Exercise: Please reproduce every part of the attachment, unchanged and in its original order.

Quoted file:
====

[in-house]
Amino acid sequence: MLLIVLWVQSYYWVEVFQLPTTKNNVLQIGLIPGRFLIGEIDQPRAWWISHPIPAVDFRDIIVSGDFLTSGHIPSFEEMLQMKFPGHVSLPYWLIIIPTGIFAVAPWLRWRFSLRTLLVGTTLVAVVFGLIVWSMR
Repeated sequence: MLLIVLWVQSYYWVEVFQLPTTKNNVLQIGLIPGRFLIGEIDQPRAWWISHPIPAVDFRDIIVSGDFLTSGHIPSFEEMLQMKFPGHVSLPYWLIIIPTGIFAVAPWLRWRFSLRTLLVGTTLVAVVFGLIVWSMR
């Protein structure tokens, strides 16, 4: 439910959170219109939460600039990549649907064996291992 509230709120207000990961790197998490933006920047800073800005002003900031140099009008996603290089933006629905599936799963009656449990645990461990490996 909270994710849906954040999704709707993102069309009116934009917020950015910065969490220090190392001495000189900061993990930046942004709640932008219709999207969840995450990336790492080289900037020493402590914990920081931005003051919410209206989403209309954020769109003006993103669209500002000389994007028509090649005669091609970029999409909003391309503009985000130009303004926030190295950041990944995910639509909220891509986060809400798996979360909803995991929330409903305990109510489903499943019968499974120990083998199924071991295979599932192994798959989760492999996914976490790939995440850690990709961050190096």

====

[in-house]
Amino acid sequence: MLLIVLWVQSYYWVEVFQLPTTKNNVLQIGLIPGRFLIGEIDQPRAWWISHPIPAVDFRDIIVSGDFLTSGHIPSFEEMLQMKFPGHVSLPYWLIIIPTGIFAVAPWLRWRFSLRTLLVGTTLVAVVFGLIVWSMR
Repeated sequence: MLLIVLWVQSYYWVEVFQLPTTKNNVLQIGLIPGRFLIGEIDQPRAWWISHPIPAVDFRDIIVSGDFLTSGHIPSFEEMLQMKFPGHVSLPYWLIIIPTGIFAVAPWLRWRFSLRTLLVGTTLVAVVFGLIVWSMR
């Protein structure tokens, strides 16, 4: 439910959170219109939460600039990549649907064996291992 509230709120207000990961790197998490933006920047800073800005002003900031140099009008996603290089933006629905599936799963009656449990645990461990490996 909270994710849906954040999704709707993102069309009116934009917020950015910065969490220090190392001495000189900061993990930046942004709640932008219709999207969840995450990336790492080289900037020493402590914990920081931005003051919410209206989403209309954020769109003006993103669209500002000389994007028509090649005669091609970029999409909003391309503009985000130009303004926030190295950041990944995910639509909220891509986060809400798996979360909803995991929330409903305990109510489903499943019968499974120990083998199924071991295979599932192994798959989760492999996914976490790939995440850690990709961050190096």